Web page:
said, his right hon. Friend had gone into matters of detail rather than of principle. His right hon. Friend had told the House that in his judgment this motion of the Government would in practice work better than the present system. He did not defend the present system. He admitted that nothing could well be worse in practice than the manner in which Supply had been dealt with by successive Governments. In his opinion the main business of Parliament was the regulation and control of Supply. The House of Commons, as a constitutional body, ought to devote its chief and primary attention to the ventilation of grievances and the discussion of Estimates. If unofficial Members gave up all the Fridays in the Session for the consideration of Supply they would have done all that they could reasonably be called upon to do. If millions of money were sometimes voted by half a hundred members at an advanced period of the Session, it was the Government that was to blame for deliberately retarding the Estimates until a period of the year when they could not be discussed adequately. The First Lord of the Treasury had said that prolonged Sessions—which he joined his right hon. Friend in deprecating—had been caused in the past by the backward state of Supply. He denied that that had been the case. The real course of prolonged Sessions was the practice of Ministers of filching the time that ought to be devoted to Supply for the furtherance of measures which they thought would redound to their reputation. That was the real reason why Sessions had been unduly long. The moment it was given out by the Government that no further business would be taken except the winding up of Supply, there was no undue prolongation of the Session. When the Bills before the House had been disposed of, Supply always went through with a run. The First Lord of the Treasury, with the object of shortening Sessions, asked the House to sanction a great constitutional change. Hitherto he had been under the impression that the Conservative Party was sincerely and honestly opposed to the use of the gag. He remembered the Secretary of State for the Colonies saying that coercion was with one Party a settled policy, and with the other a hateful incident. He had himself believed hitherto, that when a Conservative Government found itself bound in the interests of the public service to curtail the liberties of Members, it regarded that course as a hateful incident. Now, however, it was to be a "settled policy." Before this new Parliament had had any opportunities of showing its capacity to deal with public affairs the Government asked them to curtail the privileges of Debate. The proposals of the Government as a whole constituted a deliberate encroachment upon the privileges of Parliament. He affirmed that the Government had advanced no good reason for this encroachment. Whilst he was ready to concur in the allocation of Fridays for the consideration of Supply, he thought the House ought to bear in mind that already, owing to successive encroachments upon Members' privileges in Committee of Supply, the Estimates no longer afforded, as they once did, full and free opportunities for criticising affairs of State and the conduct of the Government of the day. The right hon. Member for Bodmin (Mr. Courtney), whom he saw in his place, would admit that during the period of his occupancy of the Chair in Committees, he drew the reins tighter and curtailed discussion as it had not been curtailed before, and it now came to this, that any Member who endeavoured to draw attention to any subject in Supply was liable at any moment to be pulled up and to be told that he was transgressing the limits of order, as the subject to which he referred did not fall within the ambit of the Vote. It behoved them, therefore, to be very careful before they parted with any privileges which they still possessed. If they consented to give up Fridays what course, he asked, did the Government intend to take with respect to Tuesdays? He might point out that private Members were already threatened with the loss of their first Tuesday in this Session. The right hon. Member for the Forest of Dean, whose Notice stood first upon the Paper for to-morrow, was apparently to lose his opportunity. If private Members gave up their Fridays they ought to insist upon getting a guarantee that they would not be cheated out of their Tuesdays. He thought that the hon. Member for South Shields deserved the thanks of the House for the able speech he had delivered, and for having lifted the question outside the range of mere Party considerations. They had no guarantee that the proposal of the Government, applied in the first instance to Supply, would not be steadily advanced until it was made to curtail all discussion in future. Those who had gone in for a penny need not shrink from going in for a pound. If the Government took away the old constitutional right of the House of Commons with regard to Supply, ho wanted to know what security existed for freedom of debate on any subject whatever. As to the attitude of unofficial Members with regard to proposals of this kind, he ventured to say it ought to be one of strenuous resistance to proposals which they believed to be unconstitutional, uncalled for and unwise. They were now told that the Estimates would always be so arranged that no attempt would be made to take an unfair advantage of Members and so provide that awkward subjects would not be relegated to the time when the gag came to be applied. He was aware that his right hon. Friend the Leader of the House, with his innate courtesy, always endeavoured to meet the general convenience of the House, and had never been known to press unfairly on what he conceived to be the rights or even the prejudices of those opposed to him. While he did not wish to raise any controversy with right hon. Gentlemen opposite, he thought that the First Lord of the Treasury was uncommonly bold in going bail, not only for his own conduct, but for the conduct of all those who might succeed him. His right hon. Friend the Member for Dartford had referred to incidents which occurred on May 24th, 1895, which was the day when the House for the first time went into Committee on the Civil Service Estimates last year. But his right hon. Friend did not remind the House of the agencies through which it was enabled to enter Committee of Supply. The discussion was on the Education Estimates—on Mr. Speaker leaving the Chair; and attention was being called to alleged improper conduct on the part of the Education Minister with regard to the Voluntary schools. It was a controversy which engaged a large amount of public attention. He had never hesitated to charge the right hon. Gentleman opposite with having placed unfair pressure on Voluntary schools by insisting upon rules as to cloak-rooms and things of that sort, with the view of ousting Voluntary schools out of existence. He did not say whether he was right or wrong in that view; but he said that the charge was a grave one and it was made by an hon. Member in a speech of considerable ability. Did the Minister wait with a view of rising in his place and stating the grounds on which he repelled that serious accusation? No! The Chancellor of the Exchequer got up and moved "that the Question be now put."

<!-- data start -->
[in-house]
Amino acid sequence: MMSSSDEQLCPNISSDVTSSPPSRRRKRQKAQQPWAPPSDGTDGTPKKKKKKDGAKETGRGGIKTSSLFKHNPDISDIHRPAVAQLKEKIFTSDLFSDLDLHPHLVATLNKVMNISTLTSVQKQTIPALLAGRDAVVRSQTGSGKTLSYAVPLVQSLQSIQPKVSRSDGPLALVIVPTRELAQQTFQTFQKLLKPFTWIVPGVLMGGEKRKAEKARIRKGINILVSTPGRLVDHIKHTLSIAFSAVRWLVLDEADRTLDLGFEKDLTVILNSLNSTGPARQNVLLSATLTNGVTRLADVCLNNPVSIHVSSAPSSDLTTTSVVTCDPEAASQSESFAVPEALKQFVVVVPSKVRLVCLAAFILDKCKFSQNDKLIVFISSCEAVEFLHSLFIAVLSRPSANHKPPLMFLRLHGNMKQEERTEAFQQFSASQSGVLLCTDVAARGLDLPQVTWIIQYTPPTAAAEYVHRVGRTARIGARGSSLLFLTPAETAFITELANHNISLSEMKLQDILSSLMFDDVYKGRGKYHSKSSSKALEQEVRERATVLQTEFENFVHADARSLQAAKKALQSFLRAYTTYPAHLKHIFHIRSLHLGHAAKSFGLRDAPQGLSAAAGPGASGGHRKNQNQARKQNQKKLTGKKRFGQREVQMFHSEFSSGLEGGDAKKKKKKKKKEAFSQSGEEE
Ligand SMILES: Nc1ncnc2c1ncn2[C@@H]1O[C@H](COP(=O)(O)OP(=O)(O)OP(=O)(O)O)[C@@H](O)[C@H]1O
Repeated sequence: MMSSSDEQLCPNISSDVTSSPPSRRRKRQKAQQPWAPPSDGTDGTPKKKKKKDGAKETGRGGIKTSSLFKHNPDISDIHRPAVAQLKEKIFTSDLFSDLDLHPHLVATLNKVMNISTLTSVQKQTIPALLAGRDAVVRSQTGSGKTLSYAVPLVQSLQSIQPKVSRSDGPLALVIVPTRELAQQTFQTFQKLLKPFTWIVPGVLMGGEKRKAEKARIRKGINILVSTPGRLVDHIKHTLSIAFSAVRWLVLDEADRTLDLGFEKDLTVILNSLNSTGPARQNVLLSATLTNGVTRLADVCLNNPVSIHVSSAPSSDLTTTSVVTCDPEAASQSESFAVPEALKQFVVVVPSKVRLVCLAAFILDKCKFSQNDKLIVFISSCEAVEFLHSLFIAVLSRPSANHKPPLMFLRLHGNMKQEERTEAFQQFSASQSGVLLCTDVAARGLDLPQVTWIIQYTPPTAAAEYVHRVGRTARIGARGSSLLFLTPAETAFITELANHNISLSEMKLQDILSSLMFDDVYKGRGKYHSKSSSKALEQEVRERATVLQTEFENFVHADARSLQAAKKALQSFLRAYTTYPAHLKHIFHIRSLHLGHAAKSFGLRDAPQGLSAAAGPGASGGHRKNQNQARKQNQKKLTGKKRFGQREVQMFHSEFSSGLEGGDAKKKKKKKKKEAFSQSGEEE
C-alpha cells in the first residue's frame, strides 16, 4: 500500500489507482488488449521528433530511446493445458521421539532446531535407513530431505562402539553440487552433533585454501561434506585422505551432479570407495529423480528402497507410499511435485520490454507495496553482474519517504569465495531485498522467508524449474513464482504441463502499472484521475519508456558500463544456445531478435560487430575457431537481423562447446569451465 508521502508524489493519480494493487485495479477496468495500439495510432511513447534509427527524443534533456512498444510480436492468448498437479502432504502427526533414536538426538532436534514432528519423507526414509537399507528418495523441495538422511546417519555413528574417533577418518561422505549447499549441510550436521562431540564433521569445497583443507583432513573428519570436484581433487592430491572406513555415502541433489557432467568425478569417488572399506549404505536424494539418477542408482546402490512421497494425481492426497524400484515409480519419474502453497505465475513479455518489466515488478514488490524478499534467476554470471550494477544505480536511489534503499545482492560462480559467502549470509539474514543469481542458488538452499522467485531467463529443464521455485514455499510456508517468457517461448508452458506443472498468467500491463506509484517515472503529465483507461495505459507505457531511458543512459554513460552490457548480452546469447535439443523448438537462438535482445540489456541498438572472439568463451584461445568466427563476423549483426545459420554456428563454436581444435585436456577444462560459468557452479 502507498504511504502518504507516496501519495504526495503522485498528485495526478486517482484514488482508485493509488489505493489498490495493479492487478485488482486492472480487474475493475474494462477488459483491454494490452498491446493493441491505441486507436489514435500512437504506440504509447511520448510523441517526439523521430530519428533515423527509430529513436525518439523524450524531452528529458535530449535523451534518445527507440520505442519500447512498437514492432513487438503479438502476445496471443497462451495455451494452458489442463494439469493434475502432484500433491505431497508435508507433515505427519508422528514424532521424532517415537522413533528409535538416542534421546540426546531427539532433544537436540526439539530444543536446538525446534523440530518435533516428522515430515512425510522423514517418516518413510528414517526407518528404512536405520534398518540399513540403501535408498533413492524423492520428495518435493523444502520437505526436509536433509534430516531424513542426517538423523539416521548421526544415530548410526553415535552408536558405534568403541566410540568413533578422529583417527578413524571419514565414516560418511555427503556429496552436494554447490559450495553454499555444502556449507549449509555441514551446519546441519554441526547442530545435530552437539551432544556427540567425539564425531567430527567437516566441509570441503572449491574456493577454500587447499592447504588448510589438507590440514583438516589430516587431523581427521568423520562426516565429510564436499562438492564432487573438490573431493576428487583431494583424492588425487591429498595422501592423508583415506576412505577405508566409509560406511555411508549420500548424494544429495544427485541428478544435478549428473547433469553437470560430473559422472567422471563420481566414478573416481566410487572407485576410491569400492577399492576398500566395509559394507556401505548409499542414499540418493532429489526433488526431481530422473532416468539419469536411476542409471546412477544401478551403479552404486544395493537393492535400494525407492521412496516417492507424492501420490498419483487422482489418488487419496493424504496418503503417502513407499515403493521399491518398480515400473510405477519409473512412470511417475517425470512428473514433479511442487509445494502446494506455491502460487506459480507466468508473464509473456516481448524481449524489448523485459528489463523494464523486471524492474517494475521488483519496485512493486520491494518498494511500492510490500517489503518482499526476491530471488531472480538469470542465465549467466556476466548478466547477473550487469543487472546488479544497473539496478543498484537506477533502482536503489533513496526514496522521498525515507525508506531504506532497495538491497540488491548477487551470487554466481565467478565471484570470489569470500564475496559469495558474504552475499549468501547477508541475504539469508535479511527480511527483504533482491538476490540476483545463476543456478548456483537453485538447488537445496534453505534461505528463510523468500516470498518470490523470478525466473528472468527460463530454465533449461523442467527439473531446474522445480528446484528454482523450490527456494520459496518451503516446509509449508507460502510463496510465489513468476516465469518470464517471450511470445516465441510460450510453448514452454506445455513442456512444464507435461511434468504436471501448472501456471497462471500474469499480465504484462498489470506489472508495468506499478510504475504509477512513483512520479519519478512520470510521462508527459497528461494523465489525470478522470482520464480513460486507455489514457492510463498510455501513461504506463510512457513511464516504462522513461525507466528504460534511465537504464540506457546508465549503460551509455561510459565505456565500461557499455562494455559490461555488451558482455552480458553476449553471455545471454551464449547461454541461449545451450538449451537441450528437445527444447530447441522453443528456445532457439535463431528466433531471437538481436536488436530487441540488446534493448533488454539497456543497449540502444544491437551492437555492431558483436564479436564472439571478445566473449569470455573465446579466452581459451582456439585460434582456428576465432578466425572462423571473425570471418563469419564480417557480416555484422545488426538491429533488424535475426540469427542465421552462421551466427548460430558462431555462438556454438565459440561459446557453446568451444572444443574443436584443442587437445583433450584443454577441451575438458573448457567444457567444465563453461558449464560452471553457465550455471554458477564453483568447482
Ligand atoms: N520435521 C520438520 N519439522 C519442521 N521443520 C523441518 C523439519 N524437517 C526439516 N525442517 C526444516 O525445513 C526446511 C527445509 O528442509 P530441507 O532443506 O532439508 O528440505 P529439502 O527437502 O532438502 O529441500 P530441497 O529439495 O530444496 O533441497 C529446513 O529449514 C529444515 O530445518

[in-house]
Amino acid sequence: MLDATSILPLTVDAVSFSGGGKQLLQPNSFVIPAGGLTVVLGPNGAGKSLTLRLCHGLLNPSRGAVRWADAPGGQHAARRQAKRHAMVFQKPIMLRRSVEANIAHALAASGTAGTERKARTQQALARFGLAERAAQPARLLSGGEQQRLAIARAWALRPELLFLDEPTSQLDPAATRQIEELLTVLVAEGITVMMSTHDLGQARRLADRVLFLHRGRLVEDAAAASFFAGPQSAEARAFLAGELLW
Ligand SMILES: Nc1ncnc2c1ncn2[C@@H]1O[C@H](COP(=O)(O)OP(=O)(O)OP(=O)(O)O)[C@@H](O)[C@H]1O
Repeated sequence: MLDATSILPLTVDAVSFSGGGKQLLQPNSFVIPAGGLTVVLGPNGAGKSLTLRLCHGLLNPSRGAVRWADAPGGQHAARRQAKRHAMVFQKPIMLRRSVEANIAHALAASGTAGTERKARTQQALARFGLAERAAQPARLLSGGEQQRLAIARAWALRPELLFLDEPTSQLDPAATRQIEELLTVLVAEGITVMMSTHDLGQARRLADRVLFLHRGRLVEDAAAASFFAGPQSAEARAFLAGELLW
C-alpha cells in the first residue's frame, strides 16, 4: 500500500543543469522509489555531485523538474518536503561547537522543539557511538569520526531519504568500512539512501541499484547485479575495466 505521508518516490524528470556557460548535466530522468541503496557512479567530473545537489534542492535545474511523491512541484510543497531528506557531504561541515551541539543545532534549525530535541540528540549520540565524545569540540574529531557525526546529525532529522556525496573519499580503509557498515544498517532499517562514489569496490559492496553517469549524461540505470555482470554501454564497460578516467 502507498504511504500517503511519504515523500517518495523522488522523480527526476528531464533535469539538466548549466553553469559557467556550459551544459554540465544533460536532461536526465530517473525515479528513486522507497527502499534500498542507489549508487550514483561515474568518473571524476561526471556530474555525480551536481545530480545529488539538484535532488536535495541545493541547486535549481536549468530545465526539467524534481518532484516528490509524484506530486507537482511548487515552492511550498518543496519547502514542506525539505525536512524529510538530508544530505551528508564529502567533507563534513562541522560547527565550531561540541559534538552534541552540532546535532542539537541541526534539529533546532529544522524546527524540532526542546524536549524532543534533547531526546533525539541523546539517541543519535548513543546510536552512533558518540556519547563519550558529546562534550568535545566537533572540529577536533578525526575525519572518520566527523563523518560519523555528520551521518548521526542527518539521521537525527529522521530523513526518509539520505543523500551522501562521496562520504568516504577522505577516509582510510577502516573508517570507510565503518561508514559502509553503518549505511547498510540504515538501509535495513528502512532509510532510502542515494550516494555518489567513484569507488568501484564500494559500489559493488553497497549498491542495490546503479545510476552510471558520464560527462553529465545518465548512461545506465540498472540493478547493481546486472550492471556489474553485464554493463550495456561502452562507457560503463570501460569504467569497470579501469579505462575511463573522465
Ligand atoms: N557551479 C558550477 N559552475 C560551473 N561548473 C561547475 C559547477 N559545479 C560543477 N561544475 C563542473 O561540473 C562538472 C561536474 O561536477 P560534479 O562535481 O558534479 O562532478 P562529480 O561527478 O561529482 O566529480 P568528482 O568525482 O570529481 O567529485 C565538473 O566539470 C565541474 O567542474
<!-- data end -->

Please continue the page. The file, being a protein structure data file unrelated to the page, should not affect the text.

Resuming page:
The right hon. Gentleman is not in order in criticising the exercise of the Closure on that occasion.